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Little messages of gratitude, more books - monthly thoughts by Anna our Founder

Little messages of gratitude, more books - thoughts by Anna

I have recently met a lovely new friend who oozes gratitude and lives for the present which many people find difficult to do.  In my view they seem to live by pleasure, fun, gratitude, optimism and offering the good which is contagious.  I think starting and ending the day with gratitude is a lovely way to live life. In same ways it is not much different to the religious form of praying in the morning and at night. Maybe (from a very simplistic view) our mental health issues are due to the breakdown of these concepts. Like me on the couch, a little electronic message of love and gratitude bursts out a smile!

My gorgeous Norwegian friend who started her PHD in critical social thinking in trade has introduced me to Chantal Mouffe, a Belgian Philosopher  She reiterates again ( similar to Jeannette Fitzsimmon the need for limiting growth but links it more directly to the need to radicalise democracy). See below a quote from Chantal Mouffe.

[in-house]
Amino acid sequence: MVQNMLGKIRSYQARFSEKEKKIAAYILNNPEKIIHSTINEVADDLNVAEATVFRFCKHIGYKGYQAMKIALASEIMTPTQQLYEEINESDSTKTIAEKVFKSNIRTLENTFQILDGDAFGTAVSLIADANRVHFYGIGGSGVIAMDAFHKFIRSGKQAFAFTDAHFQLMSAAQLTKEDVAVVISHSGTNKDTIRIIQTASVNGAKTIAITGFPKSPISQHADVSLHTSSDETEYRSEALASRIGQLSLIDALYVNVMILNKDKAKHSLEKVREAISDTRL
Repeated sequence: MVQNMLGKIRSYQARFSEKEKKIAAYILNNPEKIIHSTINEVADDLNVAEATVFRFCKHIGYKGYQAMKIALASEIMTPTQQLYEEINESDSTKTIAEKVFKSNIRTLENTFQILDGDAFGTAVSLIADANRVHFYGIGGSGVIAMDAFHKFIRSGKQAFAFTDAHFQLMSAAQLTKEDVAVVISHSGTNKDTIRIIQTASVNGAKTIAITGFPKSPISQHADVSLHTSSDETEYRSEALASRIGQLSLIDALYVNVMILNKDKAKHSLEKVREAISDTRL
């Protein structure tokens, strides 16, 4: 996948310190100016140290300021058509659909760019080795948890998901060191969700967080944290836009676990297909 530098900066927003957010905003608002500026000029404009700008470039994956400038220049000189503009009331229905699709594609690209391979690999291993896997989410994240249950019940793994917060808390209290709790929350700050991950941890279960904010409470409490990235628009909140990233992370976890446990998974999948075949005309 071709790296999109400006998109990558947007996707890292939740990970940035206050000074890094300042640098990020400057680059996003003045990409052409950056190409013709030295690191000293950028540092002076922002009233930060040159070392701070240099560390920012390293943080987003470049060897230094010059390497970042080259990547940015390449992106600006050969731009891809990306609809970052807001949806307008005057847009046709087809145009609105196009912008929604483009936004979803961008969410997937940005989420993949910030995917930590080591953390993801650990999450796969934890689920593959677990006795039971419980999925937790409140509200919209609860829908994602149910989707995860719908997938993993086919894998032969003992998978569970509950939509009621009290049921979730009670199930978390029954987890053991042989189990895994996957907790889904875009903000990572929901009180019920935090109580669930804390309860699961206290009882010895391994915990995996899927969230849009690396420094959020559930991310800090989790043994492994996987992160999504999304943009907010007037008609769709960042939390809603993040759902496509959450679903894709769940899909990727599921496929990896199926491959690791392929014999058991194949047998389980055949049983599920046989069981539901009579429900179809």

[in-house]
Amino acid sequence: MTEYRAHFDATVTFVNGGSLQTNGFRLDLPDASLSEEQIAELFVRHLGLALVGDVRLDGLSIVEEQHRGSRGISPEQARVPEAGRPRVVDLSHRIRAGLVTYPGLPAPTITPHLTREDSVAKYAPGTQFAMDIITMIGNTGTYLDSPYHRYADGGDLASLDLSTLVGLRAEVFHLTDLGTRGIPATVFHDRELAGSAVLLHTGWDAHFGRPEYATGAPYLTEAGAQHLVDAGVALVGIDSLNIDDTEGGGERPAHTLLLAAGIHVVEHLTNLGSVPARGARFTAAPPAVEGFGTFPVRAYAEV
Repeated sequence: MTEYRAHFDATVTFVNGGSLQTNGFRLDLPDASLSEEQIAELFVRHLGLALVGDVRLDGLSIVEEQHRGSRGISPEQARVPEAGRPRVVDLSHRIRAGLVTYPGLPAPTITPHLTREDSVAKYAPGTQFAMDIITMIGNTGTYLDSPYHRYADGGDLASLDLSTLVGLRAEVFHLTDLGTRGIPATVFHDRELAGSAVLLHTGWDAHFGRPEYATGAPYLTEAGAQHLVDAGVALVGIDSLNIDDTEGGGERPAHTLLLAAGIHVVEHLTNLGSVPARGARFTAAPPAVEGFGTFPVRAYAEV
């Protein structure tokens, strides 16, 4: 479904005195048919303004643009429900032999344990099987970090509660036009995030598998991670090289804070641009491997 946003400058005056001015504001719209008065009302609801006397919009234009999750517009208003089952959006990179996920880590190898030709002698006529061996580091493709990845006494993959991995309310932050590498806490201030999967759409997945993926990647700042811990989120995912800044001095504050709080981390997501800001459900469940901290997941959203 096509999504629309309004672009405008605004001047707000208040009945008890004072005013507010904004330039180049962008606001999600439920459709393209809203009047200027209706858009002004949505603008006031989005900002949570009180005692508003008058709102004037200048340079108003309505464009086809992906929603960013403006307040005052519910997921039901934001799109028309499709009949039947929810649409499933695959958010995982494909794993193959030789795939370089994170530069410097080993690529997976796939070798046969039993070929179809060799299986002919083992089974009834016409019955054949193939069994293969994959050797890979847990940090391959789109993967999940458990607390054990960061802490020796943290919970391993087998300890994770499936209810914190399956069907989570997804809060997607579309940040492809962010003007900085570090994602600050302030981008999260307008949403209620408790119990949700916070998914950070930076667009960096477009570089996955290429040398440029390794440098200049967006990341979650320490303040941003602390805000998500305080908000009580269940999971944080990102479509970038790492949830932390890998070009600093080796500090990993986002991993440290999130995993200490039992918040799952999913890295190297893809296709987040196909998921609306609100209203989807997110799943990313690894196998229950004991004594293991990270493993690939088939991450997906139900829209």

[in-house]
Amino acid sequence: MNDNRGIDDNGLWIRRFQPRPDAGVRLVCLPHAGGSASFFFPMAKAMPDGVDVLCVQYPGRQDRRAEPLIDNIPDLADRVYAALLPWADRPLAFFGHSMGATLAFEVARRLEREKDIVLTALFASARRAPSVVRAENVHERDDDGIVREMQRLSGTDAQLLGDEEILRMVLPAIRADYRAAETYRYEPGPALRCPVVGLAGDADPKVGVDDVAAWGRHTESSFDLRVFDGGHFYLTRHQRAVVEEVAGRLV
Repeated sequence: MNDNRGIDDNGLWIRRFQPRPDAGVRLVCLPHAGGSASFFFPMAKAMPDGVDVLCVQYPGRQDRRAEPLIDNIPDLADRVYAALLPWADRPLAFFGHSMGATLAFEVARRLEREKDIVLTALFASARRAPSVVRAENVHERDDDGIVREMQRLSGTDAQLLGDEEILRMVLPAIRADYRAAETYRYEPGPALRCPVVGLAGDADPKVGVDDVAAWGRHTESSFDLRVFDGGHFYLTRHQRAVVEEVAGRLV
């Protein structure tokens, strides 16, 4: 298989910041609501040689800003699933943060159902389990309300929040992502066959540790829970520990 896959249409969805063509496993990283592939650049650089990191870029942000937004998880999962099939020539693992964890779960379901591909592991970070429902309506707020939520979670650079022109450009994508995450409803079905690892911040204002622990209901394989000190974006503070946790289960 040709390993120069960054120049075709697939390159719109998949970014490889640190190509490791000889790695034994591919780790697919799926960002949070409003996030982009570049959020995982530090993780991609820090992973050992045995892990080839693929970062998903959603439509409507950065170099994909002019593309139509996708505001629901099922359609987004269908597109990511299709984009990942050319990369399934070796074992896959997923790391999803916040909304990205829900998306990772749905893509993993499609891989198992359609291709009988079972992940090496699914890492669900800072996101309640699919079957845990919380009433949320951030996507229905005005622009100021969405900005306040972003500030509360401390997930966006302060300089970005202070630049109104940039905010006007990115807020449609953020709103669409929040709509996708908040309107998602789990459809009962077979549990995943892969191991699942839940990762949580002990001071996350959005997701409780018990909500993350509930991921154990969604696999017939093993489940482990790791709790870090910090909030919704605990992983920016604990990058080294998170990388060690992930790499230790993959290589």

'With the climate emergency, we have entered a new phase in which the struggle for social justice requires questioning the productivist and extractivist model. Growth has ceased being considered a source of protection to become a danger to the material conditions of existence of society. It is no longer possible to envisage a process of radicalization of democracy that does not include the end of a model of growth that endangers the existence of society and whose destructive effects are particularly felt by its more vulnerable groups.'

The readings by Chantal Mouffe are a little bit challenging and sometimes my small intellectual brain needs to read more straight forward books that I can easily read while consistently being interrupted by my lovely boys.

I am reading Atomic Habits by James Clear which is a much easier read. I have chosen this book because I have a few things to get through and I really want to make sure I keep time for pleasurable pursuits.

The key point in this book is very commonsensical - 'improving by just 1% is not always noticeable but can be extremely significant in the long run'. Then he goes onto more specific things like finding out what time of day you work your best and then ensuring you do not schedule any meetings over that time. So if I have turned you down in the morning for a meeting or coffee, you now know why! 

I do find sometimes the most commonsense things in life are the things that make life easy. But often we need to process these commonsense things in a different way for them to sink into our consciousness, whether by reading, watching, experiencing, listening or simply taking the time to smell the roses while engaging our simple little brains to bring into action commonsense.

Enjoy your month.